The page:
Nephew of Devānampiyatissa. He was the king's chief minister, and led the embassy which was sent to Asoka soon after Devānampiyatissa ascended the throne (Mhv.xi.20). Asoka conferred on him the title of Senāpati (Mhv.xi.25). It is said that he had fifty five elder and younger brothers who all joined the Order at Cetiyagiri at the end of a sermon by Mahinda on the Vassūpanāyikakhandha (Mhv.xvi.10). This was before the commencement of the rainy season, but elsewhere (Mhv.xviii.3; perhaps here we have to deal with two different traditions) it is said that Arittha was sent in the month of Assayuja - after the pavārana, when the rains were over - to Pātaliputta to fetch Sanghamittā and the Bodhi tree from the court of Asoka, and that, he agreed to go only on condition that he should join the Order on his return. The king consented, and, his mission successfully concluded, he entered the Order with five hundred others and attained arahantship (Mhv.xix.5, 12, 66). He died in the reign of Uttiya (Mhv.xx.54).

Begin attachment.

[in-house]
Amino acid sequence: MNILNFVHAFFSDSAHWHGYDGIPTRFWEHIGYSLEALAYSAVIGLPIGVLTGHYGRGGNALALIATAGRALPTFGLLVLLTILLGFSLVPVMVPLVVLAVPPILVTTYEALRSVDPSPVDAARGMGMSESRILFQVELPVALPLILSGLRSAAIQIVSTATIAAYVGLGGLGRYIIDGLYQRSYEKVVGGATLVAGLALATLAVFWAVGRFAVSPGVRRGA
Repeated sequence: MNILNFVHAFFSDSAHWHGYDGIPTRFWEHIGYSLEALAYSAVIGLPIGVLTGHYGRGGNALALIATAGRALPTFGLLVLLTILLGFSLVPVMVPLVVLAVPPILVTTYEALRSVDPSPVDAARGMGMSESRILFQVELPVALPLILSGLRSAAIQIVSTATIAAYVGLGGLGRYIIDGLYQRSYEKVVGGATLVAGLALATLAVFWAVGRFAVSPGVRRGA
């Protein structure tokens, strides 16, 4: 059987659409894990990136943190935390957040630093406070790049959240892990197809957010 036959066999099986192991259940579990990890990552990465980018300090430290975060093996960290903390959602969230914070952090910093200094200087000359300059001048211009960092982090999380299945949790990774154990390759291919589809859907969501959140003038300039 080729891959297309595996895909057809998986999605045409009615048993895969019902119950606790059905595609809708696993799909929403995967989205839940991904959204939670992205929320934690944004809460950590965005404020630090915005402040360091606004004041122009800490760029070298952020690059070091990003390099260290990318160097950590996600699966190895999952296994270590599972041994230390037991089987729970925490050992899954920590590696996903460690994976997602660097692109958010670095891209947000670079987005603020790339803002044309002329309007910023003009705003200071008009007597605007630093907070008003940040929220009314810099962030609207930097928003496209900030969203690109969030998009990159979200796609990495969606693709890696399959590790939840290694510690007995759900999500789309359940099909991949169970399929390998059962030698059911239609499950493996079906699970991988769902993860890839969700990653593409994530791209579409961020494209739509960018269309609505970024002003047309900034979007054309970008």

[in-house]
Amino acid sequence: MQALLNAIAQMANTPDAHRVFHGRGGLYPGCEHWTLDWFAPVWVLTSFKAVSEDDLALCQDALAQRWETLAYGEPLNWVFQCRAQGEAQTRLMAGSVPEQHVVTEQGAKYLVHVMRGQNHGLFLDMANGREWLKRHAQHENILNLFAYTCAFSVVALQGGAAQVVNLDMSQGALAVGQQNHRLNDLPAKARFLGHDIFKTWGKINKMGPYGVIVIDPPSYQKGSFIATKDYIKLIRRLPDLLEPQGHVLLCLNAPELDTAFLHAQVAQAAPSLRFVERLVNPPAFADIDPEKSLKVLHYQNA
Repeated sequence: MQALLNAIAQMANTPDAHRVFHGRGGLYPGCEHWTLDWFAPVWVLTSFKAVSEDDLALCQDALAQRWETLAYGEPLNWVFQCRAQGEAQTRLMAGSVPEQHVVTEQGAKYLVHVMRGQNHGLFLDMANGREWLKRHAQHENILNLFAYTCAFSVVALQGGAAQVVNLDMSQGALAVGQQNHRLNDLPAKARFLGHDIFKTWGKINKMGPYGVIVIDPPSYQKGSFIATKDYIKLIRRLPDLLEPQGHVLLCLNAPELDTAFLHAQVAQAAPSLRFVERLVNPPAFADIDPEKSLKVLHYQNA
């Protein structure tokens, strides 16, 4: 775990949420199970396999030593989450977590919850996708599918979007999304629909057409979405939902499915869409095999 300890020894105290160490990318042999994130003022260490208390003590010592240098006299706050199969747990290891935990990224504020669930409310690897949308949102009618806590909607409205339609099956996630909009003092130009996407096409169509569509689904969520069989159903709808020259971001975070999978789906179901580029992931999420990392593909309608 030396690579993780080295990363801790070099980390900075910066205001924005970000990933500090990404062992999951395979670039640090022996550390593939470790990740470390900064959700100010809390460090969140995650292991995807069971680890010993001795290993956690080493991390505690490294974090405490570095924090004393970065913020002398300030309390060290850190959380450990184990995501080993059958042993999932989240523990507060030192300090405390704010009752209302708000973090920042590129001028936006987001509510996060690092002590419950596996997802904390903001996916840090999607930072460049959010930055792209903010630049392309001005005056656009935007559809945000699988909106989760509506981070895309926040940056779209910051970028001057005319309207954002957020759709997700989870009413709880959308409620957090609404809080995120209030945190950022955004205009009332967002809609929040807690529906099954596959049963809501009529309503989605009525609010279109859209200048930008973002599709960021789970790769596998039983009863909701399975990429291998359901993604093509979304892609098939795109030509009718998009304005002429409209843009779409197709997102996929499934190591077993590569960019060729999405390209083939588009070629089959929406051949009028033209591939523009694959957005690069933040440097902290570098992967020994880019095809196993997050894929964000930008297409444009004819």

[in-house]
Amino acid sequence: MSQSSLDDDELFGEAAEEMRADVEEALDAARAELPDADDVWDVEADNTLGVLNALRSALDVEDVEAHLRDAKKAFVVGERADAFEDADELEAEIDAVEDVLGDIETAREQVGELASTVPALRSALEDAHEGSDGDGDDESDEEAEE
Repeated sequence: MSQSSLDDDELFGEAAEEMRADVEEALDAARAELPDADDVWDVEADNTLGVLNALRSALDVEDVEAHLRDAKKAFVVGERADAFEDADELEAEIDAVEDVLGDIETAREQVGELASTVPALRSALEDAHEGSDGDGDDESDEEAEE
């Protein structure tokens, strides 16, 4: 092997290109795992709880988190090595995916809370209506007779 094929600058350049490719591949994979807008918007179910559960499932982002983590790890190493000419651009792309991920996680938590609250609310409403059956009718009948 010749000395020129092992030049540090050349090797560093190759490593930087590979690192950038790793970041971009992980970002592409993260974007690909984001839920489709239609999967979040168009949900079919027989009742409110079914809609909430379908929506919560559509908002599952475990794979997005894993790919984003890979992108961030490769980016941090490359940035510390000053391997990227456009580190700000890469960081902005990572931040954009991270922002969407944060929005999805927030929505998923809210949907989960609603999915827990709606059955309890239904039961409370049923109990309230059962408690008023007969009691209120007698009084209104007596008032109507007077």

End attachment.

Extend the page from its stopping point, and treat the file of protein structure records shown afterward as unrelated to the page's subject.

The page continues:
The Samantapāsādikā (Sp.i.102ff) gives an account of a recital (sangīti) held in Ceylon by Mahā Arittha. The scene was the parivena of the minister Meghavannābhaya in the Thūpārāma, where sixty eight thousand monks were assembled. A seat, facing south, was provided for Mahinda, Arittha's seat, the dhammāsana, facing north. Arittha occupied this seat at Mahinda's request, and sixty eight Mahā-theras, led by Mahinda, sat around him. Devānampiyatissa's younger brother, Mattābhaya Thera, with five hundred others, were present in order to learn the Vinaya, the king also being present. When Arittha began his recital of the Vinaya, many miracles occurred. This was on the first day of the pavārana ceremony in the month of Kattika.
Mahā Arittha's chief disciples were Tissadatta, Kālasumana and Dīghasumana (q.v.).